Have you wondered what are the returns of a portfolio of content website acquisitions across a multi-year horizon? Or, what is the yearly returns if investors are involved?
I am open sourcing my portfolio financial model in Google Sheets. The base model does the financials for 4 website acquisitions totaling $1M with third-party investors. This is useful if you are planning to raise money for your media business.
This model was used by an operator to help secure their position within EF Capital’s first round. The model encompasses my battle-tested strategy of the 5-stage lifecycle of a website flip, operational (OpEx) and capital expenditures (CapEx), and much more.
In this write-up, I will cover the following:
- How to download
- Explanation of model inputs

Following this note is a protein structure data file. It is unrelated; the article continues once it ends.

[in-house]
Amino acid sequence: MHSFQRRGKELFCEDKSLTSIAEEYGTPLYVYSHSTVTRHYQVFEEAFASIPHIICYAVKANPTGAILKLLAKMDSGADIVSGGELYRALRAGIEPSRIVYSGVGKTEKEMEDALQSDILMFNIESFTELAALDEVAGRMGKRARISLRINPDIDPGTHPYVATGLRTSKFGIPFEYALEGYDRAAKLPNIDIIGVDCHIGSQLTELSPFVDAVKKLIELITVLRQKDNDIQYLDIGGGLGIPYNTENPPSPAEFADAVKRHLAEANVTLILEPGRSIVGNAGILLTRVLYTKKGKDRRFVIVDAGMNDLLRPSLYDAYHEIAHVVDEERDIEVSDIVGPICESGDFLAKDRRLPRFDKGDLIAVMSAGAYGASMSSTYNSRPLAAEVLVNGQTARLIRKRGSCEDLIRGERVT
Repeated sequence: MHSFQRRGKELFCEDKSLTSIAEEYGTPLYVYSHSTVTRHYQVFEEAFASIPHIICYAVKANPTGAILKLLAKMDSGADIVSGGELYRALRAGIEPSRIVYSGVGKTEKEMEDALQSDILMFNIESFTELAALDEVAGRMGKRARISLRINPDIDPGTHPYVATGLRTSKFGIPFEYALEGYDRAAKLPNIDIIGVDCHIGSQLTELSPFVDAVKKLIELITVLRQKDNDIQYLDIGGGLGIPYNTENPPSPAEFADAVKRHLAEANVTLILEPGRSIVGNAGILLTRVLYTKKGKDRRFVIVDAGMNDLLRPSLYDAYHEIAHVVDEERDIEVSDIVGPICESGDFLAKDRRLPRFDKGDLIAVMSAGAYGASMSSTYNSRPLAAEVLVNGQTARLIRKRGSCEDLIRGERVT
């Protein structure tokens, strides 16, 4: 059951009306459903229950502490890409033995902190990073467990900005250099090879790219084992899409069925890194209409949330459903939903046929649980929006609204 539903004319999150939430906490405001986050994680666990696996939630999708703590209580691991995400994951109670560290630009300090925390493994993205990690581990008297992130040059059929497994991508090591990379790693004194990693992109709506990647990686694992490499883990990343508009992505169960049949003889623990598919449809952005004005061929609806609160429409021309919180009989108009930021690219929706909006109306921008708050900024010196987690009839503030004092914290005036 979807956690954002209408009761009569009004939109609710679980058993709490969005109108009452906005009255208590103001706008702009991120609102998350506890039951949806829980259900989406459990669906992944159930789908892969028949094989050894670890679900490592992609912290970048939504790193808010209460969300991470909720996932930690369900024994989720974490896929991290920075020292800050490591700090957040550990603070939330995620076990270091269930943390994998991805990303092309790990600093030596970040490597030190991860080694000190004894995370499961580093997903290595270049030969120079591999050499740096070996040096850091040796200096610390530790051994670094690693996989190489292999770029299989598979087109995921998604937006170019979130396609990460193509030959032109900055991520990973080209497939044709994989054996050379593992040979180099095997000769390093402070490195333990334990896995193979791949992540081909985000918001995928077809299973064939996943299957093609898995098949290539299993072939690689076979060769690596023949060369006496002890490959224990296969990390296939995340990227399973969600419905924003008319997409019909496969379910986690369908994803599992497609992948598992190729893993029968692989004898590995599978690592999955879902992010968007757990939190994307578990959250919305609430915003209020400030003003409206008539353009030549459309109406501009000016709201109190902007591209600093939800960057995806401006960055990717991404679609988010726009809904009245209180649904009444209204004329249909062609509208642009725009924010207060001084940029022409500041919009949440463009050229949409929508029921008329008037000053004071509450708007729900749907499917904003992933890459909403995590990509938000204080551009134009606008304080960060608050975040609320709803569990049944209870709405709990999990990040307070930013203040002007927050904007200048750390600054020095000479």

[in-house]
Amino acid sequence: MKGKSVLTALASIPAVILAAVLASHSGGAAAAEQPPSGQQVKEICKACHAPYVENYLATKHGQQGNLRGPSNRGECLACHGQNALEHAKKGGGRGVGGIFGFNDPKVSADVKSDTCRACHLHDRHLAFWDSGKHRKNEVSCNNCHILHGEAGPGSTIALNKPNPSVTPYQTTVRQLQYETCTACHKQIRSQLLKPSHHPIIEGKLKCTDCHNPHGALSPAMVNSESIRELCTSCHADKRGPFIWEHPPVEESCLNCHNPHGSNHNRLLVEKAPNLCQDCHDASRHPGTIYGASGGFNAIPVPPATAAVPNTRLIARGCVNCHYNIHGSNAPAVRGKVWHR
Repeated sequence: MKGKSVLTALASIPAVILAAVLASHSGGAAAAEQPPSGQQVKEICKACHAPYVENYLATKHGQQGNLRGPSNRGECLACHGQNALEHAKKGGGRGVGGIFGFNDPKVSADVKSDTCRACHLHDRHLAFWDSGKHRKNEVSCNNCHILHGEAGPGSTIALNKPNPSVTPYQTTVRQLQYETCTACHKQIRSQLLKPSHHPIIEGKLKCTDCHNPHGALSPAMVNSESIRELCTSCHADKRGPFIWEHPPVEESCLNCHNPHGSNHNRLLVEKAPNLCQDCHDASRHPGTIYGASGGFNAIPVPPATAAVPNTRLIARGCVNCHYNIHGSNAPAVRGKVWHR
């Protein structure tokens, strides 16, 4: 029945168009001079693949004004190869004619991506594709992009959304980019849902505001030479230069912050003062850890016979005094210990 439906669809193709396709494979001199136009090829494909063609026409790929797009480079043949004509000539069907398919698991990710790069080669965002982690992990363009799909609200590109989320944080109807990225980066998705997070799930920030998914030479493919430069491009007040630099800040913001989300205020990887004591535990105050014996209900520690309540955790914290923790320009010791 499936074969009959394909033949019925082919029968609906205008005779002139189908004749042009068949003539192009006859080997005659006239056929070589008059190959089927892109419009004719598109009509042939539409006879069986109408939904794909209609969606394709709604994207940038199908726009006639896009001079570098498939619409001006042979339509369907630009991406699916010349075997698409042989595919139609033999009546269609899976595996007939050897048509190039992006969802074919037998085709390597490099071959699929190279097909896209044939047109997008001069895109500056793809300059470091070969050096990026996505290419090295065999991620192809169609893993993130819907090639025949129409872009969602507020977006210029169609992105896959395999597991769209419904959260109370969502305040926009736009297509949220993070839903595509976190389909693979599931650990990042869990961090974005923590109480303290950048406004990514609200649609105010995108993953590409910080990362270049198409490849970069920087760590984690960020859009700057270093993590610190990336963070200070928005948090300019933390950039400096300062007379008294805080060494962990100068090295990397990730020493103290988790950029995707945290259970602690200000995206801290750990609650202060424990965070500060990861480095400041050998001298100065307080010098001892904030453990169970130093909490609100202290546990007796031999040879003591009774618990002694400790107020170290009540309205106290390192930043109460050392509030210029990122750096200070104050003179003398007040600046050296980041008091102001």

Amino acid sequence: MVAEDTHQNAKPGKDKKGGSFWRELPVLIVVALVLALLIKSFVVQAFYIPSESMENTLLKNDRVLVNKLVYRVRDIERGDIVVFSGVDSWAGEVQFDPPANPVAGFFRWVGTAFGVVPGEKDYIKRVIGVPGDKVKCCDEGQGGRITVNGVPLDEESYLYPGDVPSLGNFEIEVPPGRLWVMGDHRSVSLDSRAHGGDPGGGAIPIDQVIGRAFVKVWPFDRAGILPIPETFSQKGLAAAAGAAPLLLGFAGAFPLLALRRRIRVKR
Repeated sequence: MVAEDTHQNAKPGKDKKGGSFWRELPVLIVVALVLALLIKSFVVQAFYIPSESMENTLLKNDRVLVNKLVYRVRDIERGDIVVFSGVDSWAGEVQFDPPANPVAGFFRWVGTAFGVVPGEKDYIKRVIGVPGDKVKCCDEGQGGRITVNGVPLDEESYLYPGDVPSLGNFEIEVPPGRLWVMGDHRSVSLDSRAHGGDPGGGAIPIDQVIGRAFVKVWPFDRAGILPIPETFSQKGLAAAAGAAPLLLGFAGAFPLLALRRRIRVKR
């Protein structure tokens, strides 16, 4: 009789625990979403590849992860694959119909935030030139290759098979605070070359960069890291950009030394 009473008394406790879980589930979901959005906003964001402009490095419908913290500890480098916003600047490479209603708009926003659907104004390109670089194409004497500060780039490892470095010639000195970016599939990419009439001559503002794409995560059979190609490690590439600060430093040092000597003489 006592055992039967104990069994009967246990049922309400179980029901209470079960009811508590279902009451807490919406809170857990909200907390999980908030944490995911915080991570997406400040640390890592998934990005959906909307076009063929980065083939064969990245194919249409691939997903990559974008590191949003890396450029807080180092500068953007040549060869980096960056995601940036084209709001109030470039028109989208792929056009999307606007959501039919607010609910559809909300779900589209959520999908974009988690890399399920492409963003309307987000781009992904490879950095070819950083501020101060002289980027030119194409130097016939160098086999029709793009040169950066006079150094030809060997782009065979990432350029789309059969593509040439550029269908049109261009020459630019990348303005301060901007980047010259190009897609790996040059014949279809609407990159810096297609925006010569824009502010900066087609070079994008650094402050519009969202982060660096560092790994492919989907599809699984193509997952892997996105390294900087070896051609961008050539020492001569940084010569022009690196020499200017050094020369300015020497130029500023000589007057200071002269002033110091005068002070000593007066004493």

- Explanation of model outputs
- Possible scenarios
Before we get into the explanations, make sure to follow along by getting your copy of the Google Sheet below.
Download: Content Site Portfolio Model
To make a copy of the Google Sheet, click the button below:
Once you click the link, do the following:
- You will get a page where you can copy the Google Sheet. Click it.
- Your Google account will receive a fresh copy of the model
- This is your personal copy that you can manipulate
Note that all customizable inputs have a light yellow background. All outputs of the model have a light green background. See color schemes below:
You can tweak the inputs to your needs.
Major assumptions to note
- Models a 3-year horizon (36 months) of operations
- After 3 years, all of the sites are sold through a broker
- Pre-set numbers assume constant growth. You can change that to assume growth slows down by changing the input numbers
👉 Explanation of Model Inputs: 7 Major Inputs
There are several inputs in the model that can be fine-tuned to your needs and situations. They are categorized as follows:
1. Initial Capital and Equity Splits